Scots women urged to be aware of signs of breast cancer

Elaine C Smith took part in a 2012 TV ad campaign encouraging Scots women to check for the signs of breast cancer.
Elaine C Smith took part in a 2012 TV ad campaign encouraging Scots women to check for the signs of breast cancer.

With Breast Cancer Awareness Month now drawing to a close, the disease will be at the top of the minds of many women who have experienced breast cancer or know someone who has.

It also marks a year since the Scottish Government’s hard-hitting ‘Detect Cancer Early’ breast campaign appeared on our TV screens.

The ground-breaking advertising campaign featuring Scottish actress Elaine C Smith was a worldwide first, depicting real female breasts with visible signs of breast cancer.

One in nine women in Scotland will be diagnosed with breast cancer in their lifetime, so it’s critical that women check themselves regularly and are aware of all the tell-tale signs and get any changes checked at the first opportunity.

Research released earlier this month by the Breakthrough Breast Cancer charity revealed that half of Scottish women do not check their breasts regularly for the signs and symptoms of breast cancer.

Even though many signs of breast cancer are lumps, there are often other visual signs that women should be aware of as depicted in the pioneering advertising campaign. These include changes to breasts such as dimples, skin that looks like orange peel, crusty or leaking nipples, or a nipple that’s become turned in.

The Scottish Government’s bold approach to tackling lack of knowledge about breast cancer signs paid off: latest figures reveal a 50 per cent rise in the number of women in Scotland seeing their GP with concerns about signs of breast cancer. Campaign research also showed that double the number of women now claim to know what to look for when checking their breasts.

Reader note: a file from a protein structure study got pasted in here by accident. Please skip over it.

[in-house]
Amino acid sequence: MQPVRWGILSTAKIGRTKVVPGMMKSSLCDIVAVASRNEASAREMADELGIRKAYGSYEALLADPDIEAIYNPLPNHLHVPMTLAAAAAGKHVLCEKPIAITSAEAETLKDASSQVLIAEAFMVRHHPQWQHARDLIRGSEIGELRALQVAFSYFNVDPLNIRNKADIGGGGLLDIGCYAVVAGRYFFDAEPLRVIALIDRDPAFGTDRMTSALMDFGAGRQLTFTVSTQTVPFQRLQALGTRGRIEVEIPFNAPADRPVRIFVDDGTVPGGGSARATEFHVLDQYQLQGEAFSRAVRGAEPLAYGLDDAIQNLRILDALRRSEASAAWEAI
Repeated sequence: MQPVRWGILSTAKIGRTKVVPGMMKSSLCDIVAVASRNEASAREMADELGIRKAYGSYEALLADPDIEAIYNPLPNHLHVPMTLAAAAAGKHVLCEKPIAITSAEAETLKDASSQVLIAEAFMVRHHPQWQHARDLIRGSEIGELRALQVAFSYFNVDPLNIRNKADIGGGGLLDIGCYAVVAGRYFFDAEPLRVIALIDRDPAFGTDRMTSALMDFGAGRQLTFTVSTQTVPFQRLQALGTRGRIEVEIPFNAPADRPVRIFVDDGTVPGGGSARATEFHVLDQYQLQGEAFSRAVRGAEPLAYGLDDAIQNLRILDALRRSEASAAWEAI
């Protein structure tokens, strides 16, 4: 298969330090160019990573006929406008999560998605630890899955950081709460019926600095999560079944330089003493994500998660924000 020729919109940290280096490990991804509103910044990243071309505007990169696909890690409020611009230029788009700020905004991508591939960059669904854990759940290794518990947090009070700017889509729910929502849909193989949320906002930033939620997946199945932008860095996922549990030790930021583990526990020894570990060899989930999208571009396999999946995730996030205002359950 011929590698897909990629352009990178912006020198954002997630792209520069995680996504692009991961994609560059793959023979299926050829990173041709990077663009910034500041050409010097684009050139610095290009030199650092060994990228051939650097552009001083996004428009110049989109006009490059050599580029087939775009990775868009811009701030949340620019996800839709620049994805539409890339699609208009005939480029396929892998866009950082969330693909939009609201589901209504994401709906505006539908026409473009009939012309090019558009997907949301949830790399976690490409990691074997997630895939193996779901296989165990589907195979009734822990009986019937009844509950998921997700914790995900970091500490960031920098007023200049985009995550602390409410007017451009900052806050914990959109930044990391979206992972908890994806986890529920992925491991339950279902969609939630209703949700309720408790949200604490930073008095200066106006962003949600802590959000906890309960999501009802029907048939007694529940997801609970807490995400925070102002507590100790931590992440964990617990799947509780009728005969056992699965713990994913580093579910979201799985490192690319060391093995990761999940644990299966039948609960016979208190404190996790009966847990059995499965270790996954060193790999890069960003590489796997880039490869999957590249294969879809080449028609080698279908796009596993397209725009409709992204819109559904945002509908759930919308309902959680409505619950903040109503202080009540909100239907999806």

Elaine C Smith said: “For too many years women have been confused and scared about what to look for, and the campaign really has helped encourage them to seek help. I am hugely proud of what it has achieved to date and have no doubt whatsoever that increased awareness saves lives.”

One woman who acknowledges the “straight-talking” approach that the Scottish Government took when making the TV advert 53-year-old Janet Brodie, who was diagnosed with breast cancer after she noticed leaking from one of her breasts.

As part of a new fitness regime, Janet tried out a ‘Power Hoop’ hula-hooping class, but was hit in the chest with the heavy hoop. She felt that she had a swollen breast and some pain but justifiably blamed this on the hoop incident.

A few months later, Janet was watching television when the Elaine C Smith breast cancer advert came on, which struck her as taking a ”different approach to the subject”. It wasn’t much later when she noticed that her nipple was leaking.

The significance of the TV advert hit home and Janet went to her GP where she was referred to the Western General breast clinic. After a biopsy, it turned out Janet had five tumours, two in her breast and three under her arm.

“It caught my attention because I really like Elaine C Smith,” Janet said.

“I had been experiencing pain in my breast but I didn’t think it could be cancer until I saw the advert.”

Janet started three and a half months of chemotherapy treatment last December and has gone through two surgical procedures to remove the tumours and her lymph nodes, as well as radiotherapy.

Janet is now getting on with her life and gradually resuming an active lifestyle while recovering.

She said: “If it wasn’t for the Elaine C Smith breast cancer advert, I may not be here today. It’s really made me more aware of what to look for and that’s just what I did. I’d urge all women to regularly check their breasts for any changes and go and see their GP as soon as possible.”

All women between 50 and 70 are offered to participate in breast cancer screening every three years through GP surgeries, which continue to be the best way to detect the disease early. Never ignore changes to your health and always regularly check your breasts. Make an appointment with your GP if you have any concerns whatsoever.

If you want to find out more information about breast cancer, contact NHS Inform on 0800 22 44 88 or visit